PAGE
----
God can only enter a humble heart.  And He can only enter a heart that is fearless and fierce, one in which numbness has been pierced through.   We all need to get there, transformed, a place beyond “agenda” and a place where God’s words in Isaiah ring true in their prophetic fullness, “Come let us reason together.”

Christmas

Wednesday, December 21st, 2011

So it is easy to imagine what I should write about Christmas. It is difficult maybe to find words around what I am called to write.

We are building a church. That journey led us through several major crises including the February budget reductions. And where, maybe, we now find ourselves is in a far more quite and humble place… a place to simply listen to the quiet call of what this is all about.

The profoundness of that place is so well seen in the spirit of Christmas. I am not talking here of the muscular, amped up Christianity out to solve all the wrongs of the world but of the gentle, compassion filled, patient Christianity that I believe lies closer to God’s heart and settles us into a place where He can truly be born again in our lives.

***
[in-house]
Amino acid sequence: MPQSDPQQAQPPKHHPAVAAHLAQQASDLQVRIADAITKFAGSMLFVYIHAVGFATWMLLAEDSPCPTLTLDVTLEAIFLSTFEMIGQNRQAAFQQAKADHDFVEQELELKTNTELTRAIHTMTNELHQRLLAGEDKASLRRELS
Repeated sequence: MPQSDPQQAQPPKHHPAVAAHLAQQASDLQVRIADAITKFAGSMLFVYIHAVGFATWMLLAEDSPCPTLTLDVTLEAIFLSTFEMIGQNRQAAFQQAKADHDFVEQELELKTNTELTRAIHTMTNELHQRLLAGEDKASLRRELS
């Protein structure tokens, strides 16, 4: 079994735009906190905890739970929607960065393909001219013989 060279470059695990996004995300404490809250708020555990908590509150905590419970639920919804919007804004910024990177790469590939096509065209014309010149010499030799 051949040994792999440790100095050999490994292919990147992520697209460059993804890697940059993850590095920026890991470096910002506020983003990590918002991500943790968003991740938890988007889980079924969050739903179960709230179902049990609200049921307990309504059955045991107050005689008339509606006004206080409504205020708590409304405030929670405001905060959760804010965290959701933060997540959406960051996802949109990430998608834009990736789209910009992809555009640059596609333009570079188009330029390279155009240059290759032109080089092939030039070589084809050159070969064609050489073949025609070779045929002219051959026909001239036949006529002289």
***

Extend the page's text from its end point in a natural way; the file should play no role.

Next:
What of that birth? We find Him on the margins, in a stable. We find Him at night, in reduced circumstances. We find Him in life as we live it – uninvited but brilliant in His showing. We find Him in each other, His gentle spirit showing itself in the profound love growing in this community who were strangers one to another a few short years ago.

“Peace on earth. Goodwill to men” – God’s “mission statement” as extolled by the angels at Christmas. In the book “True Christianity”, Emanuel Swedenborg put it this way. “Goodwill makes the connection because God loves every one of us but cannot directly benefit us; He can benefit us … indirectly through each other.”

“Goodwill makes the connection.” The more goodwill takes root in our DNA as individuals and as a church body, the more we join a wider movement, more profound level of change… the more we make the connection.